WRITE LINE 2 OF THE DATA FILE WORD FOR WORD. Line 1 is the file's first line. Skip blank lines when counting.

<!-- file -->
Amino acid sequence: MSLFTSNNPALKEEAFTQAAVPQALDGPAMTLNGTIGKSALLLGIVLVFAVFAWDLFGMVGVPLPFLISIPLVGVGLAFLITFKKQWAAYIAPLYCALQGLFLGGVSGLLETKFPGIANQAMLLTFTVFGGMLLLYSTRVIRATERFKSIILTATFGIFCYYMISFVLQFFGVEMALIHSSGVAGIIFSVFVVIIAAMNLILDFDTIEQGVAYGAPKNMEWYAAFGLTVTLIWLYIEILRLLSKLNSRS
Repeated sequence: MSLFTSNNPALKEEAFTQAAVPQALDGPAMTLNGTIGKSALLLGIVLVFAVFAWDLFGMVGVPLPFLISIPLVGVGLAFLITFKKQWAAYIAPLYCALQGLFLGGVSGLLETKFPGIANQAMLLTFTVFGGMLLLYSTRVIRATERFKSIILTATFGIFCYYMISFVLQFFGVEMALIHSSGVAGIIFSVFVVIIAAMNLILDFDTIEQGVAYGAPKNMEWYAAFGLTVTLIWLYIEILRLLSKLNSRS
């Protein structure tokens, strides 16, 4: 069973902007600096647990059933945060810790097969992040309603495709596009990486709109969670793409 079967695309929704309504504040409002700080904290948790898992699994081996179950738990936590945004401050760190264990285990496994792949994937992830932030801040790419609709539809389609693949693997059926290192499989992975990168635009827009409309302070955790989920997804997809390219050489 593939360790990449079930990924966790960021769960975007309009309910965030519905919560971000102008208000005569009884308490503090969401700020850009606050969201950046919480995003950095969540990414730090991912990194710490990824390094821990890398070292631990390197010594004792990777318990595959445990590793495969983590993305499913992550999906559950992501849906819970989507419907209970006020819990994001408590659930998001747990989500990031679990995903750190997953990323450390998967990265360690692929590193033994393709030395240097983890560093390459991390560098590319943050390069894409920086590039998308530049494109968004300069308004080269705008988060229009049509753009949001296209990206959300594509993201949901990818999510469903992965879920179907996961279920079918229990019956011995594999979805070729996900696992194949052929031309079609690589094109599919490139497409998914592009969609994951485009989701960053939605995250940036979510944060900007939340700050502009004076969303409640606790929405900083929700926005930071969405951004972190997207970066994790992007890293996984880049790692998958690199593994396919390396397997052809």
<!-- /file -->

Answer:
Repeated sequence: MSLFTSNNPALKEEAFTQAAVPQALDGPAMTLNGTIGKSALLLGIVLVFAVFAWDLFGMVGVPLPFLISIPLVGVGLAFLITFKKQWAAYIAPLYCALQGLFLGGVSGLLETKFPGIANQAMLLTFTVFGGMLLLYSTRVIRATERFKSIILTATFGIFCYYMISFVLQFFGVEMALIHSSGVAGIIFSVFVVIIAAMNLILDFDTIEQGVAYGAPKNMEWYAAFGLTVTLIWLYIEILRLLSKLNSRS